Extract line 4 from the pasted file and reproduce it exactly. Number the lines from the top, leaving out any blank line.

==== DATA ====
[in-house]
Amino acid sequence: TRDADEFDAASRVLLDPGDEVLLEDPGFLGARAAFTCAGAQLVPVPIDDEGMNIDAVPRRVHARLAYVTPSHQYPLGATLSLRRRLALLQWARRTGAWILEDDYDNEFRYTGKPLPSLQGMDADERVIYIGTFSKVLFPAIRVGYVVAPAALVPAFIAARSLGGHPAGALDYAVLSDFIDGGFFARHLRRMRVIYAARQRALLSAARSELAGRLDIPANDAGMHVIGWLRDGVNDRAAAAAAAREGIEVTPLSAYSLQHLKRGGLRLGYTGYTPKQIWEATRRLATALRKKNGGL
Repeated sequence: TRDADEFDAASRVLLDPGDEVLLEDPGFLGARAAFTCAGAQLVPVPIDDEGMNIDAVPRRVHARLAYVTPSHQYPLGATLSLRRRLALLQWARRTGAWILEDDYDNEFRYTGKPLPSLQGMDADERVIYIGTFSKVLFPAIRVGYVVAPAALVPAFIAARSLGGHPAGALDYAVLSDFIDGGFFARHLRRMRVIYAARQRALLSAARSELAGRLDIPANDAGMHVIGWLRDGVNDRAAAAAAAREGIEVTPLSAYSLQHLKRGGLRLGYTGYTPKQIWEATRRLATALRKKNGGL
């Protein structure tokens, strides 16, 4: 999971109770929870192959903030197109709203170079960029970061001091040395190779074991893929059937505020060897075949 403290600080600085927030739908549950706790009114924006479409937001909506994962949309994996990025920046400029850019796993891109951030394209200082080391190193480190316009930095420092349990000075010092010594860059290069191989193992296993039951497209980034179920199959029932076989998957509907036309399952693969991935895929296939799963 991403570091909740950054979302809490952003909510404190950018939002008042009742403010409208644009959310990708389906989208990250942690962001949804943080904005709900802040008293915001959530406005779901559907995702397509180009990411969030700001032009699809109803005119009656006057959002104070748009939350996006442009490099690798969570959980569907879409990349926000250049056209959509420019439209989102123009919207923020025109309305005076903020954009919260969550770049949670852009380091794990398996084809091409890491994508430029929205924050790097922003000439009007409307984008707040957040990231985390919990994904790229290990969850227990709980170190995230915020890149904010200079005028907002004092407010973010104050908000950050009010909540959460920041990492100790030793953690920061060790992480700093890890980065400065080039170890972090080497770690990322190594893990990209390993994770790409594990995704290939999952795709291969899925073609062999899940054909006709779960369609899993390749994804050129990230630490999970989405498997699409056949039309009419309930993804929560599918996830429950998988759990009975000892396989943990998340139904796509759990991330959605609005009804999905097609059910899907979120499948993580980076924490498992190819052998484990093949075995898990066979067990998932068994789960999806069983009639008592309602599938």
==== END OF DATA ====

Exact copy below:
């Protein structure tokens, strides 16, 4: 999971109770929870192959903030197109709203170079960029970061001091040395190779074991893929059937505020060897075949 403290600080600085927030739908549950706790009114924006479409937001909506994962949309994996990025920046400029850019796993891109951030394209200082080391190193480190316009930095420092349990000075010092010594860059290069191989193992296993039951497209980034179920199959029932076989998957509907036309399952693969991935895929296939799963 991403570091909740950054979302809490952003909510404190950018939002008042009742403010409208644009959310990708389906989208990250942690962001949804943080904005709900802040008293915001959530406005779901559907995702397509180009990411969030700001032009699809109803005119009656006057959002104070748009939350996006442009490099690798969570959980569907879409990349926000250049056209959509420019439209989102123009919207923020025109309305005076903020954009919260969550770049949670852009380091794990398996084809091409890491994508430029929205924050790097922003000439009007409307984008707040957040990231985390919990994904790229290990969850227990709980170190995230915020890149904010200079005028907002004092407010973010104050908000950050009010909540959460920041990492100790030793953690920061060790992480700093890890980065400065080039170890972090080497770690990322190594893990990209390993994770790409594990995704290939999952795709291969899925073609062999899940054909006709779960369609899993390749994804050129990230630490999970989405498997699409056949039309009419309930993804929560599918996830429950998988759990009975000892396989943990998340139904796509759990991330959605609005009804999905097609059910899907979120499948993580980076924490498992190819052998484990093949075995898990066979067990998932068994789960999806069983009639008592309602599938």